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New Series Episode 31:
The Shakespeare Code
England, 1599. In the shadow of the Globe Theatre, a man has drowned in the street, while a woman dies of fright. William Shakespeare is about to premiere Love's Labour's Won, which the Doctor knows only as the Bard's fabled “lost” play. And Martha Jones swears she's seen a witch. Fires burn and cauldrons bubble as the Doctor races to prevent Shakespeare from unwittingly unleashing an ancient evil upon the world.
By 2006, Gareth Roberts had written for Doctor Who in virtually every possible capacity, from novels to comic strips to audio plays. For executive producer Russell T Davies in particular, he had scribed both the TARDISodes which had accompanied Doctor Who's second season back on the air, as well as the interactive game Attack Of The Graske. Indeed, Roberts would also be working with Davies on the first episode of The Sarah Jane Adventures, called Invasion Of The Bane. As such, it was virtually an act of mercy when, on February 3rd, 2006, Roberts was informed by script editor Simon Winstone that he was to write a script for Doctor Who's 2007 season; Davies' only guideline was that it should concern English playwright William Shakespeare. Davies had intentionally included so-called “celebrity historicals” early in both previous seasons of Doctor Who (with Charles Dickens in 2005's The Unquiet Dead and Queen Victoria in 2006's Tooth And Claw) and this would continue the tradition.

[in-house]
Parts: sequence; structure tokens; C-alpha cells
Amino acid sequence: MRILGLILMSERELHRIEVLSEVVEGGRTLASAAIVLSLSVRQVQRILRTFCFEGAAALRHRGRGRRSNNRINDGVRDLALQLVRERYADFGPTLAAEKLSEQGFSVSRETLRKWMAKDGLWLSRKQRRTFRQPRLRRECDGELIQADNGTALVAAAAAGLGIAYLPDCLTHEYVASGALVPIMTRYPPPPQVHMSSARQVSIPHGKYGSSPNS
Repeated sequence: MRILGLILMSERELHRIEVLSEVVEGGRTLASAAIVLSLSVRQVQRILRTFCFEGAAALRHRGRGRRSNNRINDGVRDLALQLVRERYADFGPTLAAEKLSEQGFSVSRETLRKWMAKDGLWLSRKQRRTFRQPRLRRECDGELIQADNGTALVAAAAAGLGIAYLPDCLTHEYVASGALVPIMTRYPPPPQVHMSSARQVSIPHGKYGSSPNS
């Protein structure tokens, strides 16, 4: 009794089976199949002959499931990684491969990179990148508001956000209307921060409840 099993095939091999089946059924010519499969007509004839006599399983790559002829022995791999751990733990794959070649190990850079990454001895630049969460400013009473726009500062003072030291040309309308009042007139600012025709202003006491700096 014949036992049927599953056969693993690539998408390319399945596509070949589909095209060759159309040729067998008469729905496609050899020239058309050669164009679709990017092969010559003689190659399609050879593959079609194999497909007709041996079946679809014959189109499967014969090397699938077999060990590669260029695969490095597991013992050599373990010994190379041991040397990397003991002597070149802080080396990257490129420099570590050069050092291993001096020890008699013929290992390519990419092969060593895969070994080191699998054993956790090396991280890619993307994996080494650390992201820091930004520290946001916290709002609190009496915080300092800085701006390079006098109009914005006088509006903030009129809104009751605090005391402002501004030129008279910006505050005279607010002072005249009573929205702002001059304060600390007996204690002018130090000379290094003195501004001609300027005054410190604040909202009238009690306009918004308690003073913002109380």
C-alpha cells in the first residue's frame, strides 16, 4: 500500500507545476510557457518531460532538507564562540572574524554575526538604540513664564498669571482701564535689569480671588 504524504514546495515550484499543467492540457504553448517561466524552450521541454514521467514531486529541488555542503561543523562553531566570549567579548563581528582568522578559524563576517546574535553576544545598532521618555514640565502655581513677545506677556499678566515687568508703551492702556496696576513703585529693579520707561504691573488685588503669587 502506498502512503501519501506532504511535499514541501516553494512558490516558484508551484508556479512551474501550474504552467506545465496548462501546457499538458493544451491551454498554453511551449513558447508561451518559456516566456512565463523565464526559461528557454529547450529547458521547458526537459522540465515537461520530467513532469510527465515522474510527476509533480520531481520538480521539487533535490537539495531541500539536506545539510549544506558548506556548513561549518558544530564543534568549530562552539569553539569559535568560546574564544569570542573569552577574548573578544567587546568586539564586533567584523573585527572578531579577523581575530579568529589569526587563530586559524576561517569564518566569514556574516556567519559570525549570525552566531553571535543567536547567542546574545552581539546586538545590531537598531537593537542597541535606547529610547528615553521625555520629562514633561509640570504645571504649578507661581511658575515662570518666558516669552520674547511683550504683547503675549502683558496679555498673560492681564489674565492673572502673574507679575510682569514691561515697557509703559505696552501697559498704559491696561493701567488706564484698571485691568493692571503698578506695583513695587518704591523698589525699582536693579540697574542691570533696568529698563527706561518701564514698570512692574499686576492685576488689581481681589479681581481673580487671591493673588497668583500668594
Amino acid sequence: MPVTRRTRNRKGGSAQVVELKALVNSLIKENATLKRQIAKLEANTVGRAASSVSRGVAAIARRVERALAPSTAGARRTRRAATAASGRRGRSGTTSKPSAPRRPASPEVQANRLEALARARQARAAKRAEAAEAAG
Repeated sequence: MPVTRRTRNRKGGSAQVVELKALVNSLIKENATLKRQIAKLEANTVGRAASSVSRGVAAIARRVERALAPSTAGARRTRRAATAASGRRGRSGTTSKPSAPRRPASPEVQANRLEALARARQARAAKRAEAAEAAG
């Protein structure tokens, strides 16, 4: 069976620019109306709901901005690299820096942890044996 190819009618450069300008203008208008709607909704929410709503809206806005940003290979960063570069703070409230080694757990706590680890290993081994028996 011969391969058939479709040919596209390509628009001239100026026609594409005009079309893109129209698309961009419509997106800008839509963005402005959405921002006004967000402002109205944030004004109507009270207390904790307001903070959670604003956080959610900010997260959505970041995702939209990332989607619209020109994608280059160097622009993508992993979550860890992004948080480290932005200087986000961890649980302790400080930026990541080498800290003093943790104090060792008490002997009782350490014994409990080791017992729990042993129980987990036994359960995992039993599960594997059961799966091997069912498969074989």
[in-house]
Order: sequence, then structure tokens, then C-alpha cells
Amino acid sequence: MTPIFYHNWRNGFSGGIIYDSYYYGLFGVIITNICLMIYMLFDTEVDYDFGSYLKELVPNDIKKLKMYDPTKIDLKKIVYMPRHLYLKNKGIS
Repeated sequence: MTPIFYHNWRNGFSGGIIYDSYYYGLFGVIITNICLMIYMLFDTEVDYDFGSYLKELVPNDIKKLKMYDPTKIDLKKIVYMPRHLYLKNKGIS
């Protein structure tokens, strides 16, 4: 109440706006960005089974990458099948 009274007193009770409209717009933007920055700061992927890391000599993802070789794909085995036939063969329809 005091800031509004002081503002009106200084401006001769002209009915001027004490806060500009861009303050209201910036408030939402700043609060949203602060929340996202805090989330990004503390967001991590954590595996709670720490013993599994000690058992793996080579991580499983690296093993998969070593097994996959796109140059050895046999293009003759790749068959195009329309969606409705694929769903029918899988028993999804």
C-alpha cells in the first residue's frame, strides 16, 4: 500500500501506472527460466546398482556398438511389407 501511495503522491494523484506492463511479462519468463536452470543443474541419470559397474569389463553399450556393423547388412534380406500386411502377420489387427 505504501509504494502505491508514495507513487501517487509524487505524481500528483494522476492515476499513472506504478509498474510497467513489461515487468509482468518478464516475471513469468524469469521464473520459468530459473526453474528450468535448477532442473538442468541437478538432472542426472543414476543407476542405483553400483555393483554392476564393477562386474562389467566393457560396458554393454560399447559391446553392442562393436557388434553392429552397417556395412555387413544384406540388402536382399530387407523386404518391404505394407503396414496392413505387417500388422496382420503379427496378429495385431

As Davies knew, Roberts had long been deeply interested in Shakespeare, and indeed had already included him as a character in his 2005 Ninth Doctor comic strip A Groatsworth Of Wit for Doctor Who Magazine. Roberts was therefore aware that the Bard was alleged by some researchers to be the author of a “lost” play: two catalogues of Shakespeare's output dating from 1598 and 1603 indicated that he had written a comedy called Love's Labour's Won, even though no work by that name survives to the present day. Although some historians believe that this is simply an alternative title for an existing play (probably Much Ado About Nothing), others believe that it is a distinct script -- likely a sequel to his Love's Labour's Lost -- which has not been preserved. Roberts presented Love's Labour's Won as an ideal hook upon which to hang his Doctor Who script, and Davies readily agreed.